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August 18, 2005

Oregon Supreme Court rules juvenile adjudications do not come within "prior conviction" exception

Today, in Oregon v. Harris, No. S51600 (Or. Aug. 18, 2005) (available here), the Oregon Supreme Court issued a thoughtful opinion addressing "the use of prior juvenile delinquency adjudications to increase sentences for adult felony convictions under the Oregon Felony Sentencing Guidelines (guidelines)."  An opening paragraph provides highlights of the arguments and the holding:

[D]efendant first argues generally that, because juvenile adjudications in Oregon are accomplished without jury trials, any subsequent reliance upon those adjudications to increase a defendant's criminal sentence violates the jury trial guarantee of the Sixth Amendment to the United States Constitution. Alternatively, defendant argues that, in any event, the trial court unconstitutionally used the fact of his past juvenile record to impose an increased criminal sentence in his particular case.  Defendant's first argument is not well-taken. As to his second argument, however, we hold that, under Apprendi v. New Jersey, 530 US 466 (2000), the manner in which the trial court used defendant's juvenile adjudication to increase his sentence amounted to an error that violated the Sixth Amendment. As a result, we vacate defendant's sentence and remand this case for resentencing.

This major ruling deepens the split in lower state and federal courts on whether juvenile adjudications fall within the "prior conviction" exception to the Apprendi/Blakely rule (see also this post from INCourts about Ryle, a pending Indiana case on point).  Consequently, this Harris ruling reinforces my belief that the validity and scope of the "prior conviction" exception is the most pressing and important post-Blakely issue needing immediate Supreme Court attention.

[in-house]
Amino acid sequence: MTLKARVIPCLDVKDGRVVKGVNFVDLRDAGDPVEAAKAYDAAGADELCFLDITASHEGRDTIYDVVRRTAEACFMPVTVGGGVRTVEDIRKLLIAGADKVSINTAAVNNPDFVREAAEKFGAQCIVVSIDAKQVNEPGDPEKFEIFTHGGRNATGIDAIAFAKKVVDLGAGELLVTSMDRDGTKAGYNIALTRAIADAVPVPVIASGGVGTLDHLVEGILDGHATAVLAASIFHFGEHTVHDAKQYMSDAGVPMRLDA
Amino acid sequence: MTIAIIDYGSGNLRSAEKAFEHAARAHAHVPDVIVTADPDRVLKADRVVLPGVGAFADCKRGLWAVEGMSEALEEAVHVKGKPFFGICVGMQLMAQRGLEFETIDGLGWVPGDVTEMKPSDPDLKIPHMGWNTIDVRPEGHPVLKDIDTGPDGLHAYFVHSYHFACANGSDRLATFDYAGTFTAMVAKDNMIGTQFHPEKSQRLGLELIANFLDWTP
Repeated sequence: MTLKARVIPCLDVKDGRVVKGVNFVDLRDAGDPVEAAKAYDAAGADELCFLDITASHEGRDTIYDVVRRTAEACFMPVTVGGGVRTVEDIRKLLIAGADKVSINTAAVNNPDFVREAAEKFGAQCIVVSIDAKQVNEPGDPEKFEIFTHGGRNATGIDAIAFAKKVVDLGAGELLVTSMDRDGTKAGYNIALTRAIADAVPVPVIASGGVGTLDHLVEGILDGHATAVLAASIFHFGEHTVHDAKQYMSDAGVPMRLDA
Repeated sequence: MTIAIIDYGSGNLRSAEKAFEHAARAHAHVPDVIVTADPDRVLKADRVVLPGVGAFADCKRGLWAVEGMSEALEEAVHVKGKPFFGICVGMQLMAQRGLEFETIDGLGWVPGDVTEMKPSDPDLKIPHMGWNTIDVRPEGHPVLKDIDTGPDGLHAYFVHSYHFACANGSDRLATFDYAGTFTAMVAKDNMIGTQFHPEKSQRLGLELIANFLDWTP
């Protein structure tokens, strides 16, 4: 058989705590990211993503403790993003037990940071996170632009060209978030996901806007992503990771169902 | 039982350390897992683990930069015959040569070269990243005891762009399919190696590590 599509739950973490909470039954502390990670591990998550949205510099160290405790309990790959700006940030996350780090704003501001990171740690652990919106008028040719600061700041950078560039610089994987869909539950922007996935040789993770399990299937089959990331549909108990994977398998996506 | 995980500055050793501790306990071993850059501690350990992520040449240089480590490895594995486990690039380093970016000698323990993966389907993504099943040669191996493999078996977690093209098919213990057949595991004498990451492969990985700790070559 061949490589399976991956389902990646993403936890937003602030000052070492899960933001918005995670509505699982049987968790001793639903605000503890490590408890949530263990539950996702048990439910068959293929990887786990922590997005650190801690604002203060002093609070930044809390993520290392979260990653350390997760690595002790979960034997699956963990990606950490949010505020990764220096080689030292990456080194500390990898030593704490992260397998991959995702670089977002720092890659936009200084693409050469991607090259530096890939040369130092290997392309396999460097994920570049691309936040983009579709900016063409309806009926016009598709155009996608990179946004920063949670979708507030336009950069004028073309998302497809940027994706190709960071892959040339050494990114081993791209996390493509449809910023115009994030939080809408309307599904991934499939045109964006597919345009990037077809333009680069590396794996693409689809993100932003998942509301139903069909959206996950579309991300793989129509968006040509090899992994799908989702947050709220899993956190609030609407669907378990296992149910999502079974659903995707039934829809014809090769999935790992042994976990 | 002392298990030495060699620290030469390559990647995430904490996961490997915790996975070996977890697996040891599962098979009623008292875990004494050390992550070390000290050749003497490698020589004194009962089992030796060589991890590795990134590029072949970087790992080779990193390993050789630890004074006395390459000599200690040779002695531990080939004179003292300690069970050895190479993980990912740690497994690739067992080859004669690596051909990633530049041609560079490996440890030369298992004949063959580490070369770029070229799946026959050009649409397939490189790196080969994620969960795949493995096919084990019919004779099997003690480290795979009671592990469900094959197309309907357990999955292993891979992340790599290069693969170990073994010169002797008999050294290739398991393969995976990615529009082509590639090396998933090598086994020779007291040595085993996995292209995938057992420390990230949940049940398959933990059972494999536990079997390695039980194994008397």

August 18, 2005 at 01:09 PM | Permalink


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This issue is presently before the U.S. Supreme Court in a cert. petition I filed the last week of July in U.S. v. Burge, 407 F.3d 1183 (11th Cir. 2005).

Posted by: KRogers | Aug 18, 2005 2:36:03 PM

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Posted by: | Oct 14, 2008 9:21:45 PM

Dear Prof. Berman:

I am an Assistant Federal Public Defender in the 5th Circuit. I have a case currently pending sentence with the following issue, which -to my knowledge- has not been raised before:

18 year old female tries to cross border with one kilo of cocaine. She is looking at 5 year minimum. Would be safety valve eligible except for the fact that, between the ages of 13-15 she was getting into fights with her mother, which eventually landed her in the Texas Youth Commission.
We all know the rule that we cannot depart downward in order to get the safety valve and we all know that even juvenile dispositions that occurred within five years of the instant offense can be scored under the Fed guidelines.
My issue is that this rule produces sentences that violate 3553(a).

If this were a case of a young kid who was selling dimebags all throughout his adolescence and then graduated into a federal drug conviction, then I understand why we would want to count juvenile adjudications, but that's not the case here. It's a "hail mary" of an argument , I know, but I think this is something the sentencing commission should definitely revisit. Thanks,

F. Valcarcel AFPD

Posted by: Francisco Valcarcel | Oct 14, 2009 11:59:29 AM

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